I often wonder, of late, if we really know how much it costs to shoe a horse. I refer to the old high school mathematics riddle of the man who goes to a blacksmith to get his horse shod and asks how much. "Not very much," replies the blacksmith, "One penny for the first nail, double for the second, double that for the third, and so on." The tickler, of course, is that while it doesn't sound like much, the total comes to more money than in the whole town, more than in the whole state. The example dramatically shows the law of exponential growth -- the law of large numbers.
One new challenge to American public policy must be to look at the issue of the growth and environment with new eyes. Our globe is under new dramatic environmental pressure: our globe is warming, our ice caps melting, our glaciers receding, our coral is dying, our soils are eroding, our water tables falling, our fisheries are being depleted, our remaining rainforests shrinking. Something is very, very wrong with our eco-system. The environment issue is hydra-headed and complicated, but it is of immense importance that we understand how fast the world is changing. We are seeing a decade of 1970s-type change every year, and it is accelerating.
The geometry of change is relentless. Population and environmental stress are compounding. The first census (in 1790) found less than 4 million Europeans in America. Two-hundred years later (in 1990) we had approximately 260 million Americans. That means we had six doublings of the original European population (4, 8, 16, 32, 64, 128, 256). Please note that two more doublings give us over a billion people sharing America. Projected to happen in the lives of our grandchildren. Why?
The same geometry applies to our standard of living. Our growth model of living standards cannot be duplicated around the world nor could/should it blindly be continued here. If we would have the entire world with an American standard of living, the world would have to find over 1600 times the energy and resources that the world now consumes. The growth model is not sustainable. We need some new models of living, some new visions of lifestyles and goals of humans.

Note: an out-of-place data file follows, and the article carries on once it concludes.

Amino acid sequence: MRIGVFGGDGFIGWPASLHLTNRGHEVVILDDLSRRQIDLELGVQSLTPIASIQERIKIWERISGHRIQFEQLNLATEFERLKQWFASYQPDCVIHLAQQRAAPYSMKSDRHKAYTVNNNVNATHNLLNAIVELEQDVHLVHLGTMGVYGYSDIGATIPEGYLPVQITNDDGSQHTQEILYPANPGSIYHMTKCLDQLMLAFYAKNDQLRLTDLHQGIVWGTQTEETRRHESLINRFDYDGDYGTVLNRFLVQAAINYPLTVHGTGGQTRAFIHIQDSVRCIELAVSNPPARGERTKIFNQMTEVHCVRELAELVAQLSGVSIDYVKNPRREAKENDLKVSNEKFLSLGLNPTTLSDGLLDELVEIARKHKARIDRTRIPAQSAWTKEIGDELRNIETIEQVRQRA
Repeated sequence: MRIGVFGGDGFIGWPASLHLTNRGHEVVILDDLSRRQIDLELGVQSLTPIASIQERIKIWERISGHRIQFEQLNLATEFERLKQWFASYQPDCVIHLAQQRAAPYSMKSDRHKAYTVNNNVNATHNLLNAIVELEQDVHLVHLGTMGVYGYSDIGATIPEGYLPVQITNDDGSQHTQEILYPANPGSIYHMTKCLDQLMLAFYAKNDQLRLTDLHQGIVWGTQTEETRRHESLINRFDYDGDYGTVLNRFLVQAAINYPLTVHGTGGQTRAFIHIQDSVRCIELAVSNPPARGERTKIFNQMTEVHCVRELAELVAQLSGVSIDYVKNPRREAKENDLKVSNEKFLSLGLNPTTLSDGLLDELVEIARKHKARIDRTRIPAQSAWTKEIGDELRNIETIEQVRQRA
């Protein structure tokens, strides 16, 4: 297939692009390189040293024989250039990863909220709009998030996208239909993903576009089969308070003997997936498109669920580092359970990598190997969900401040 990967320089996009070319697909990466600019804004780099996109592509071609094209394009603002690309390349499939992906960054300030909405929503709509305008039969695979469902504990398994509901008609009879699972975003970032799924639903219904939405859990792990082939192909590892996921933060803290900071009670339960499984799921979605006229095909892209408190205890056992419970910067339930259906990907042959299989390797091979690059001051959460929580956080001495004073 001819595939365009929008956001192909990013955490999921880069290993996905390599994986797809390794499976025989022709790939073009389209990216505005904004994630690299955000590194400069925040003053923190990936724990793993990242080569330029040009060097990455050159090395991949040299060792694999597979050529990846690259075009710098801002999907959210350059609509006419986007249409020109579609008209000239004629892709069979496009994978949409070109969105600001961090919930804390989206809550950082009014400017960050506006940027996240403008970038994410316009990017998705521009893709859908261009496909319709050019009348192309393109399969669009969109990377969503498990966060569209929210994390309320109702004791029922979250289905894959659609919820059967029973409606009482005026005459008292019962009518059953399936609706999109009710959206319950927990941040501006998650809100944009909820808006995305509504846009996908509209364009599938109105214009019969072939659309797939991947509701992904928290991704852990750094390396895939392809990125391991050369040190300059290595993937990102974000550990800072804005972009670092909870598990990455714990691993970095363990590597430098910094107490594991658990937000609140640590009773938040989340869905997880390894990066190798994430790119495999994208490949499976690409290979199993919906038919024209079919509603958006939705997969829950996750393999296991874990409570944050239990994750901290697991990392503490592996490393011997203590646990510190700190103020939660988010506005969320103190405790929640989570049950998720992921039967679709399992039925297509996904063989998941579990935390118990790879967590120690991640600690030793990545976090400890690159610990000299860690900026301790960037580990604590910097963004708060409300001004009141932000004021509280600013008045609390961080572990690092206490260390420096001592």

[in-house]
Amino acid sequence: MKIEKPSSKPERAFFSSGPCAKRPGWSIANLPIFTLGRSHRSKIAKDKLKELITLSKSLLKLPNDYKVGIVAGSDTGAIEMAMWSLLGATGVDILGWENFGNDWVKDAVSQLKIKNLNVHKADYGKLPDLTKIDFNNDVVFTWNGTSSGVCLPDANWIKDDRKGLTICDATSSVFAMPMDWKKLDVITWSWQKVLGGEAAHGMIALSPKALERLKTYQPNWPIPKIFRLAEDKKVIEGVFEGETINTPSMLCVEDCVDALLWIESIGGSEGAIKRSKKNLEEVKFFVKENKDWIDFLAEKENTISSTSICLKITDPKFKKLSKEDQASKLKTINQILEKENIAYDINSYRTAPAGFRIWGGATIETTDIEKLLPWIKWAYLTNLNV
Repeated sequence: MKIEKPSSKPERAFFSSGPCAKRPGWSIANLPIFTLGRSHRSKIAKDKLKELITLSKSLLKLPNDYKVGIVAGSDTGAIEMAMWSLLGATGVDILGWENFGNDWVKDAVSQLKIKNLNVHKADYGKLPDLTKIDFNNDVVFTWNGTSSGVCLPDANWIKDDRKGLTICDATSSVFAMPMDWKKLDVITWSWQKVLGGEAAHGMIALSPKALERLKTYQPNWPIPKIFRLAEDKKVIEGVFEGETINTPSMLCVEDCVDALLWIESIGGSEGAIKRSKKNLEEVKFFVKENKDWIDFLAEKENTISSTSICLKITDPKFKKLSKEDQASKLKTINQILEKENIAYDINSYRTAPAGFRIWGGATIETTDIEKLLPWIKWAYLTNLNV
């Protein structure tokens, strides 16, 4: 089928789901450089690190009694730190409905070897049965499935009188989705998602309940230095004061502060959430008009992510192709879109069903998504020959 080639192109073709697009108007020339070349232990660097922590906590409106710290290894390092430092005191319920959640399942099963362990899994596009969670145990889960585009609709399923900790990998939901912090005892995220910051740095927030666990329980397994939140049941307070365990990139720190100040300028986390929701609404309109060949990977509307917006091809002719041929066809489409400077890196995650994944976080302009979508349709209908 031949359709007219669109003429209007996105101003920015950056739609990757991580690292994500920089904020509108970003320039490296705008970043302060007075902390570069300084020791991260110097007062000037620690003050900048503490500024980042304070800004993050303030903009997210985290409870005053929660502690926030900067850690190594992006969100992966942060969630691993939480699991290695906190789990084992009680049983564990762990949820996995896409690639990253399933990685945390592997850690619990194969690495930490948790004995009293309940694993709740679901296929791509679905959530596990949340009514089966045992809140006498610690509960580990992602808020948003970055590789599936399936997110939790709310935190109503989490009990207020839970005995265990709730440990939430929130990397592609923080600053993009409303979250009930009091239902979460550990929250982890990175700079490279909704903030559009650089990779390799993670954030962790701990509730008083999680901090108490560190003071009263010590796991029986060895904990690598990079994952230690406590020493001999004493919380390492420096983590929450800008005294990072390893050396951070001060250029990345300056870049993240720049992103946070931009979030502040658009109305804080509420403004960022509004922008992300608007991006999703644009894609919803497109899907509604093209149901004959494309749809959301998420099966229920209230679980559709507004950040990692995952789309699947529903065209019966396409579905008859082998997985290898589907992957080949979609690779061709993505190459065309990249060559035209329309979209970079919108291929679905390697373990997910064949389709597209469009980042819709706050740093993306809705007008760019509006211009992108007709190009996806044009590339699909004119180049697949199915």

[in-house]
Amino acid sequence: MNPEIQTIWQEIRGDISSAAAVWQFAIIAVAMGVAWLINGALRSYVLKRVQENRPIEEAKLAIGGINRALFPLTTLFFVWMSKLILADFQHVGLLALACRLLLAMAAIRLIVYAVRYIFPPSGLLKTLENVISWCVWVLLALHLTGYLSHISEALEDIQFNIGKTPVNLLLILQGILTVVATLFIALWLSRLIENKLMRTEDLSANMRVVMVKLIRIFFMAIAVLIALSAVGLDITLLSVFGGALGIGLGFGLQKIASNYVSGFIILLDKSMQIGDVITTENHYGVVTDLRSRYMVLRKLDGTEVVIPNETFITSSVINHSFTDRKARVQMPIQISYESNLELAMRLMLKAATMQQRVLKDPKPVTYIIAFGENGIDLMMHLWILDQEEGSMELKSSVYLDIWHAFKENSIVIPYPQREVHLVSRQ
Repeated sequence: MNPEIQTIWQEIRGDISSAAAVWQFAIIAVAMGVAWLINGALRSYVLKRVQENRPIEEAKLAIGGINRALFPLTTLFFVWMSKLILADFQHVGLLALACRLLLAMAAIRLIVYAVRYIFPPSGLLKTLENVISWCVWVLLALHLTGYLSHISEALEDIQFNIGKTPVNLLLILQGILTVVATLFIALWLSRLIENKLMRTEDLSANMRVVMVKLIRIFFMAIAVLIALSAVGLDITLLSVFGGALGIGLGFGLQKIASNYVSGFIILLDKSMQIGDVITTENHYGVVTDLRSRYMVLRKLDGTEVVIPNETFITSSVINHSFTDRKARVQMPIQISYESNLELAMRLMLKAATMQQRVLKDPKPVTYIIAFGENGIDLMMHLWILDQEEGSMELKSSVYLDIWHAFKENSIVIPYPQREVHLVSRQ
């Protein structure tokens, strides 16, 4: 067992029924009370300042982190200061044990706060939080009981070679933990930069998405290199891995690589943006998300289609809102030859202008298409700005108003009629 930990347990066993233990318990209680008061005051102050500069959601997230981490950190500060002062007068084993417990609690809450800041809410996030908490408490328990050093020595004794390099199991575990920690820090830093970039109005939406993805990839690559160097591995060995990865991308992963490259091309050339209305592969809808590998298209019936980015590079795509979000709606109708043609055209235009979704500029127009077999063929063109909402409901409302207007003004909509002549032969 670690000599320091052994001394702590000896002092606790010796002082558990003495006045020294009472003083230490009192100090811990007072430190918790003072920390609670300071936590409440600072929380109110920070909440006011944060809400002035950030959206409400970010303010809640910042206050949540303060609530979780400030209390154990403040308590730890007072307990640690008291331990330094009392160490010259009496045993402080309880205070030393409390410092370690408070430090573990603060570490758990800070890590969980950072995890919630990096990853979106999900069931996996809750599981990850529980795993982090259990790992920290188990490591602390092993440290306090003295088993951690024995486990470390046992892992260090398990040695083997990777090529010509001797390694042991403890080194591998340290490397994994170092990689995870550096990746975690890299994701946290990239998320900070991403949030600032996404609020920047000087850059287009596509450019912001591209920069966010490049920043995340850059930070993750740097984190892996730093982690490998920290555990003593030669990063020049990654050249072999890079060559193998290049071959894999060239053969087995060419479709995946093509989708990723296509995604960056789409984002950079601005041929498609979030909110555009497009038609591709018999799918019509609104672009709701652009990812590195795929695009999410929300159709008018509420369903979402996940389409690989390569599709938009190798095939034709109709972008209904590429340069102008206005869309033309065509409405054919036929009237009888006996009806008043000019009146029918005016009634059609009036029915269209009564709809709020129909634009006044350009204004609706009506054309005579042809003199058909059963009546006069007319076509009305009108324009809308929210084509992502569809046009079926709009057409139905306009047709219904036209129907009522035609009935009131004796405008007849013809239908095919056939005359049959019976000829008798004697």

There are a number of people who postulate that our current population of 300 million Americans is not itself sustainable, let alone 420 million (2050) or a billion (2100). Sustainability looks at the long term: Will our resources allow 300 million Americans to live a satisfying life at a reasonable standard of living? Will our children inherit a livable America?
We have not only put this question off limits, we have made it taboo! The population growth issue in America is a matter of immigration. With our natural birthrate we will stabilize the population of the U.S., with current levels of mass immigration we will double and double again. Sustainability requires us to confront the painful issues of immigration and consumption. Difficult issues intellectually, and almost impossible politically.
What possible public policy advantage would there be to an America of 500 million? Do we lack for people? Do we have too much open space? Do we have too much parkland and recreation? What will 500 million Americans mean to our environment? There are similar non-environmental questions. Do we need a larger military? Are our schools unpopulated? Do we not have enough diversity? Will we live better lives if our cities double in size? Does immigration help our health care system? Will doubling our population help us build a more fair and just America? Do you want an America of one billion people? These questions seem to answer themselves.
I do not believe you can have infinite population or economic growth in a finite world. We are living on the shoulders of some awesome geometric curves. The 2000 Census revealed how rapidly immigration is causing our population to skyrocket. The equivalent of another California has been added to the nation -- 34 million people since 1990. Demographers calculate that immigration is now the determining factor in causing America's rapid population growth -- immigrants and their U.S.-born children accounted for more than two-thirds of population growth in the last decade, and will continue to account for approximately two-thirds of future growth.
Humankind has been a brilliant problem-solving animal, but has been a failure at anticipatory planning. Schweitzer warned, "we have lost the ability to foresee and forestall, we shall end by destroying the earth." We shall have to recognize, sooner or later, how fast change is taking place today and what an obligation of foresight that poses to decision makers. We are awash with change, and need people to recognize exponential growth; to recognize how much it really costs to shoe a horse.